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WeChat's New Search Feature Lays Another Brick in Its Walled Garden

And it may spell serious problems for China’s current search leader, Baidu

May 19, 2017 | Advertising & Marketing

WeChat unveiled a new search feature for its app this week, one that seems intent on keeping its 938 million registered monthly users within the platform.

Top 20 Mobile Apps Among Android Users in China, Ranked by Reach, March 27-April 2, 2017 (% reach)

Instead of returning results indexed from the wider web, the new engine gives preference to items that can be accessed within WeChat or via its built-in browser. This way WeChat can draw on its trove of user data to, say, privilege content that has been widely shared by a user’s contacts.

The new search feature is just the latest step by WeChat, or Weixin as it’s known in China, to bolster its “walled garden” approach.

While users initially glommed onto the platform for its messaging capabilities, WeChat now offers a wide range of services and content, including ecommerce, bill payment, ride-hailing, photos, video and news. All of these functions are designed to keep users within its sprawling ecosystem of digital services.

In January 2017, WeChat unveiled miniprograms, also referred to as miniapps. These instant apps can be accessed for very specific purposes and then discarded, but without forcing users to download anything or—more importantly from WeChat’s perspective—take them outside of the program.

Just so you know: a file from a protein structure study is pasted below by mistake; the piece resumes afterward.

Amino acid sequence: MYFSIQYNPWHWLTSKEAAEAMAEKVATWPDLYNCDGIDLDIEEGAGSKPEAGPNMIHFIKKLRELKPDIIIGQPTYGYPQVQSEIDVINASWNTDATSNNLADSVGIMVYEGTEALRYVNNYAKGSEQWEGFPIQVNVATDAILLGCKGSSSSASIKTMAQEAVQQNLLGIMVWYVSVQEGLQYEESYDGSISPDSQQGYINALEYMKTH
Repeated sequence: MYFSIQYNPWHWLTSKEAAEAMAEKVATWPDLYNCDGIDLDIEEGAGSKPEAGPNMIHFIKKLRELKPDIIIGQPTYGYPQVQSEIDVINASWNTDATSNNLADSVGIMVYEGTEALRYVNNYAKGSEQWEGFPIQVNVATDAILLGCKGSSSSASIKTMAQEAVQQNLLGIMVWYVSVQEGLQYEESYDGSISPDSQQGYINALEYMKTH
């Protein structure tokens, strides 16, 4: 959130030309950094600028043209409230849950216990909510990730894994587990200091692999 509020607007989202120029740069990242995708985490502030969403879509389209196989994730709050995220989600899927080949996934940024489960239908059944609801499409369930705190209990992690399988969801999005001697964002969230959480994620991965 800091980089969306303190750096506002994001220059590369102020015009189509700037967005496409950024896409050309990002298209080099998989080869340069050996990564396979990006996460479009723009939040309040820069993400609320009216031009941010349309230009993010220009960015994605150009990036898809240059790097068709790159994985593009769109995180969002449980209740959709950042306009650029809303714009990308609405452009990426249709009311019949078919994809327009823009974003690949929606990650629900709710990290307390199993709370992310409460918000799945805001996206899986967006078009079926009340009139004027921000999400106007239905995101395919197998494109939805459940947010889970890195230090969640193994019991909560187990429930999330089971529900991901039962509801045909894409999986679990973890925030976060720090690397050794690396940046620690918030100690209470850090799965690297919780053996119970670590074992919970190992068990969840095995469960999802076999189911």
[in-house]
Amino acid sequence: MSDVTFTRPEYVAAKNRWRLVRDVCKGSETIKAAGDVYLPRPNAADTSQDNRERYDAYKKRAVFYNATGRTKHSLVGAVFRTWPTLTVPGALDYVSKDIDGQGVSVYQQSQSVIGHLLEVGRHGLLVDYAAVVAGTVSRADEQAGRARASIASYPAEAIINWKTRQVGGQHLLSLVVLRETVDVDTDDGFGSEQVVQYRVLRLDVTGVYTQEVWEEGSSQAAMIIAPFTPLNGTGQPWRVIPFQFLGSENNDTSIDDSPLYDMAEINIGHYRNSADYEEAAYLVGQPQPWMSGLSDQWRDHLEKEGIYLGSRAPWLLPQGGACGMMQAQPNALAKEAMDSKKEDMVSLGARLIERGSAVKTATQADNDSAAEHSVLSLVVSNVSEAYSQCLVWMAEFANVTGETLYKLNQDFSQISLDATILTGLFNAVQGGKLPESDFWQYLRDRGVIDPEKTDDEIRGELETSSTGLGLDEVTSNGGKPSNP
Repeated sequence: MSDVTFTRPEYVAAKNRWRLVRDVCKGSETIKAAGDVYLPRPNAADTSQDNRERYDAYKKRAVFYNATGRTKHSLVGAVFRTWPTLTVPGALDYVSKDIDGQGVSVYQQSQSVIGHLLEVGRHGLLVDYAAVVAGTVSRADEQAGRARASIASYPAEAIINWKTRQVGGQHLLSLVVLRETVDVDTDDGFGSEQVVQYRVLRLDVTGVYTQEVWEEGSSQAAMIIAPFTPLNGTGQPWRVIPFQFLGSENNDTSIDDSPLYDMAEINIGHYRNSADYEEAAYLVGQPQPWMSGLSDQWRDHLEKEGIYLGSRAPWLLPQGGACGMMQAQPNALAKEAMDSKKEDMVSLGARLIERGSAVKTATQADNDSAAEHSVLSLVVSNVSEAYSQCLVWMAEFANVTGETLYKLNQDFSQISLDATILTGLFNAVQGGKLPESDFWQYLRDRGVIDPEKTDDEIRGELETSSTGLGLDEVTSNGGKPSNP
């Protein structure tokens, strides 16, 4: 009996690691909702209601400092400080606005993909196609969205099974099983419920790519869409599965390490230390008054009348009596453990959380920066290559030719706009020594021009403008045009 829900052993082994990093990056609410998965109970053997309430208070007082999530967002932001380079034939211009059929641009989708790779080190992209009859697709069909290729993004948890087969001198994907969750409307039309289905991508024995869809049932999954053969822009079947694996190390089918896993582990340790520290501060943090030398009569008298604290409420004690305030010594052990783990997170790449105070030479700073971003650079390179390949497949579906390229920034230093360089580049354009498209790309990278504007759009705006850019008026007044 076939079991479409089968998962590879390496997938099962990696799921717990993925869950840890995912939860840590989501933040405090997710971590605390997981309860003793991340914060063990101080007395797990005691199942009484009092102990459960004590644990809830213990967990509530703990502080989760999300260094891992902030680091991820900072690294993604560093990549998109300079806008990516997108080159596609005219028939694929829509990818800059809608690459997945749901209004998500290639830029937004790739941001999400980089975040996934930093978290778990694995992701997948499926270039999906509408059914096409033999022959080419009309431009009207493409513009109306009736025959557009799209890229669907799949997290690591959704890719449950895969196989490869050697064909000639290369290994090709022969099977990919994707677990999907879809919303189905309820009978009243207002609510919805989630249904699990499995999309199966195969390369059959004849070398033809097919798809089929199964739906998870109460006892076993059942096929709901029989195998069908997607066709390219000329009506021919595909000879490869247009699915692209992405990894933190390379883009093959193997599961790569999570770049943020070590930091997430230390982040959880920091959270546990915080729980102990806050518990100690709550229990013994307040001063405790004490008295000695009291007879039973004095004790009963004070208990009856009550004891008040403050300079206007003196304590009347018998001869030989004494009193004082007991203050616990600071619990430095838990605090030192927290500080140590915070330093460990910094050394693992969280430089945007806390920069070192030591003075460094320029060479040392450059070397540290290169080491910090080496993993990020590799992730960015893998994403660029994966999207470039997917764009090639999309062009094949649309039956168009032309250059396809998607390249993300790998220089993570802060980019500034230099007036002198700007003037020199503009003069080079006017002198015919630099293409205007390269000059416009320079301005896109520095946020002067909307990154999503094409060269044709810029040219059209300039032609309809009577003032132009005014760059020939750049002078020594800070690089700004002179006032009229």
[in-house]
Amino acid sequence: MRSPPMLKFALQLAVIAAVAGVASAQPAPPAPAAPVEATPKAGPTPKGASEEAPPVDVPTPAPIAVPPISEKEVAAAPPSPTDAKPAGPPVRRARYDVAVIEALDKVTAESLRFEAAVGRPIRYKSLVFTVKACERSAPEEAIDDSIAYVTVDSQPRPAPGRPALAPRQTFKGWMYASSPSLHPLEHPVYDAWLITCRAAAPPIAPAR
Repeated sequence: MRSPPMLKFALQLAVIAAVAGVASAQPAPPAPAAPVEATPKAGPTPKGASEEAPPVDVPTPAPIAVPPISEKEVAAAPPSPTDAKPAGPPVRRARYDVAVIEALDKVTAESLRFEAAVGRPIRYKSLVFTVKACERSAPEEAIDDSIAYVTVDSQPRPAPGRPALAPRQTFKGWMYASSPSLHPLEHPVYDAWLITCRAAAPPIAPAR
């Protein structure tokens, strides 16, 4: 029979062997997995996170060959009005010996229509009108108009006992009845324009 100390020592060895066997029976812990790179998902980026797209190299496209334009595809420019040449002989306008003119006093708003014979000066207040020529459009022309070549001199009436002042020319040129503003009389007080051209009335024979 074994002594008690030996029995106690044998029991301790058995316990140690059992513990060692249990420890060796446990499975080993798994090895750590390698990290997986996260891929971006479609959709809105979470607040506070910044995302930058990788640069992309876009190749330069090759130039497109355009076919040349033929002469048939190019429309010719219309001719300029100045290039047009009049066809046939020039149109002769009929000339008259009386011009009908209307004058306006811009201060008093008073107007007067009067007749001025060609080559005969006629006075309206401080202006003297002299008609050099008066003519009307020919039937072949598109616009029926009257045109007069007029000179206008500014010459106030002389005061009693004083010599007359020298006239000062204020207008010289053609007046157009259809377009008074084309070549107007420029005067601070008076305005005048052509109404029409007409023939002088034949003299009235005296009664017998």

While miniprograms have yet to catch on in any significant way, they reflect an important aspect of WeChat’s thinking about its walled garden approach.

By directing searchers back within its program, the new feature continues WeChat’s long pursuit of eliminating the need for users to ever travel outside the app to the wider web.

That trend may portend trouble for Baidu, long the market leader in China’s search sector. eMarketer estimates Baidu will generate $6.62 billion in net search ad revenues worldwide this year, second only to Google.

But Baidu is now slipping on the search front.

The company posted its first-ever decline in quarterly revenues in Q3 2016, following the implementation of new regulations for search ads. The new rules were enacted after a scandal in which a cancer-stricken student died after relying on an experimental treatment discovered via a Baidu search. Baidu was widely criticized during the fallout.

Alibaba has now eclipsed Baidu as the top generator of net ad revenues in China, according to eMarketer estimates.

Baidu also faces another significant problem in that it is blocked by WeChat from indexing content published through its app, even when that content is on the wider web. That will make the company’s road even tougher.

Rahul Chadha

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